Spring is coming
and like most gardeners, I am dreaming of the garden season to come. But in the harsh light of day, or rather the lengthening hours of soft afternoon light, I am contemplating what preserved foods need to be used up. Not much as it turns out.
The last of the vegetables in the root cellar and what’s this? Another bag of frozen green beans? And frozen peas?
My heart doesn’t soar looking at the last of the vegetables in cold storage, but I do crave green food – be it fresh or frozen. Turning not-fresh vegetables into salads will be the challenge of the day.
When I was working my way through college, I briefly held a job in the kitchen of an assisted living residence. My boss—the meal planner—was old enough to be a resident herself, and salads tended to be easy on dentures – a scoop of cottage cheese garnished with canned peach slices or a square of lime jello in which shredded carrots were suspended, topped with a dollop of mayo. All served on a limp leaf of iceberg lettuce. Yum.
But there was one salad I liked (minus the iceberg): frozen peas, sour cream, and dried dill or dill seed. I like it still, and it makes a fine salad for this time of year.
What else? Frozen green beans will make a fine salad with canned white beans and the last of the pickled roasted peppers. Sure, it is close to the original three-bean salad made with canned green beans, canned wax beans, and canned kidney beans in an overly sweet dressing. But this iteration makes really fine use of frozen green beans (or wax beans, if you have them). I am sure it will add to everyone’s enjoyment to know that this salad, which dates back to the 1800s, was J. Edgar Hoover’s favorite salad and believed to be one of the final dishes he ate before his death.
The last few turnips, carrots, and beets in the root cellar are a little soft, and here and there are browned, decay spots. Not a problem—I’ll just cut them away. The vegetables will be fine roasted. They will be even tastier tossed with a maple-soy vinaigrette and bedded on some winter greens. That maple-soy vinaigrette makes every vegetable delicious. The combination of the umami characteristics of soy sauce matched with the sweetness of maple syrup and rounded out with balsamic vinegar—I don’t think I have a finer salad dressing in my repertoire…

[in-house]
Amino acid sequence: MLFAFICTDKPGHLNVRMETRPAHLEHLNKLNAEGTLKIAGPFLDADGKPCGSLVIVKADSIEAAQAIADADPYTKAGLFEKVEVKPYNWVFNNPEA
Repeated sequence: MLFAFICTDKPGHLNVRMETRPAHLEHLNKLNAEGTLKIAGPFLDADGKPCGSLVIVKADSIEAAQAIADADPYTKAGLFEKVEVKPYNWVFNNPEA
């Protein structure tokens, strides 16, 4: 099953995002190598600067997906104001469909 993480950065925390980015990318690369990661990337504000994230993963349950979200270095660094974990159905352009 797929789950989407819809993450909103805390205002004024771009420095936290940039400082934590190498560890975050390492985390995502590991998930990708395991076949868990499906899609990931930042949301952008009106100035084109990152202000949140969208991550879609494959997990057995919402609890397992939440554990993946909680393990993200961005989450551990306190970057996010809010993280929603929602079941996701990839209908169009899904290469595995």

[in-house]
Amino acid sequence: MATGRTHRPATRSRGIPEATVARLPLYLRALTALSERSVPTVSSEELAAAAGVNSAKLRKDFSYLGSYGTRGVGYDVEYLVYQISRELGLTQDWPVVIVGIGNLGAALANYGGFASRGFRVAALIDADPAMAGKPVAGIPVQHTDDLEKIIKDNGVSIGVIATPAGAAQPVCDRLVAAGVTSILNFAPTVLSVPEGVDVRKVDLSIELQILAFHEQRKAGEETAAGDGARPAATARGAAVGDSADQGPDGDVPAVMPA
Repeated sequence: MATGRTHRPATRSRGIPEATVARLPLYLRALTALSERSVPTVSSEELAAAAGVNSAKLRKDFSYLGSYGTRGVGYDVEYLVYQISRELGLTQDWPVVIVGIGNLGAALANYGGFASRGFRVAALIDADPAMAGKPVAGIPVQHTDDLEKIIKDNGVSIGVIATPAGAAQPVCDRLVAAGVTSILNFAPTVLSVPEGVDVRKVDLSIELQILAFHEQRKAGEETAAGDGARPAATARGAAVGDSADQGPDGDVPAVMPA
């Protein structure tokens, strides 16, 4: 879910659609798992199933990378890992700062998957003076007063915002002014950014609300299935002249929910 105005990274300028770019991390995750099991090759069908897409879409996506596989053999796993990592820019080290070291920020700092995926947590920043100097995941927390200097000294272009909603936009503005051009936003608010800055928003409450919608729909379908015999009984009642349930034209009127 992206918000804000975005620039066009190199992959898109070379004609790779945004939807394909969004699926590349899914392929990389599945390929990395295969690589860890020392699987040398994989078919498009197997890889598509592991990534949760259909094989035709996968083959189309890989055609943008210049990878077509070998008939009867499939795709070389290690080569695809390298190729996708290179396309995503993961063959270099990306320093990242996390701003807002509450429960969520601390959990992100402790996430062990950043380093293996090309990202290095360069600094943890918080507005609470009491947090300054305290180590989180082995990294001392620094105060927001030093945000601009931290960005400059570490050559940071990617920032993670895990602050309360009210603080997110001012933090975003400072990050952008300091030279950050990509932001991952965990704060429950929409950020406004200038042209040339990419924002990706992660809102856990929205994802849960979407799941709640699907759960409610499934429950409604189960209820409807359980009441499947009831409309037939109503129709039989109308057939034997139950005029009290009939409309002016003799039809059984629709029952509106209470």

Roasted Vegetable Salad
1 large beet, peeled and diced
2 carrots, peeled and diced
1 parsnip, peeled and diced
1 rutabaga, peeled and diced
1 whole garlic head, cloves separated and peeled
2 tablespoons extra virgin olive oil
4 to 6 cups mixed tender winter greens (Belgian endive, escarole, frisée, napa cabbage, or Savoy cabbage), thinly sliced
Maple-Soy Vinaigrette (recipe follows)
Salt and freshly ground black pepper
1. Preheat the oven to 450° F. Lightly oil a large shallow roasting pan or half sheet pan.
2. In a large bowl, combine the beet, carrots, parsnip, rutabaga, and garlic. Add the oil and toss well. Transfer to the pan and arrange in a shallow (preferably single) layer.
3. Roast the vegetables for 35 to 40 minutes, until the vegetables are tender and lightly browned, stirring or shaking the pan occasionally for even cooking.
4. Just before serving, on a large platter, toss the greens with about 1/4 cup of the vinaigrette. Arrange the vegetables on top and drizzle with another 1/4 cup of the remaining dressing and toss again. Season to taste with salt and pepper. Serve at once, passing the remaining vinaigrette at the table.
Recipe adapted from Recipes from the Root Cellar by Andrea Chesman. ©2010 Andrea Chesman. All rights reserved.
About 2/3 cup
2 tablespoons balsamic vinegar
2 tablespoons soy sauce
2 tablespoons pure maple syrup
2 garlic cloves, minced
1/2-inch ginger, peeled and minced
3 tablespoons extra virgin olive oil
Whisk together the vinegar, soy sauce, maple syrup, garlic, and ginger until combined. Whisking constantly, drizzle in the oil until the mixture emulsifies. Serve immediately or store in the refrigerator in an airtight container for up to 1 week.
Recipe from Recipes from the Root Cellar by Andrea Chesman. ©2010 Andrea Chesman. All rights reserved.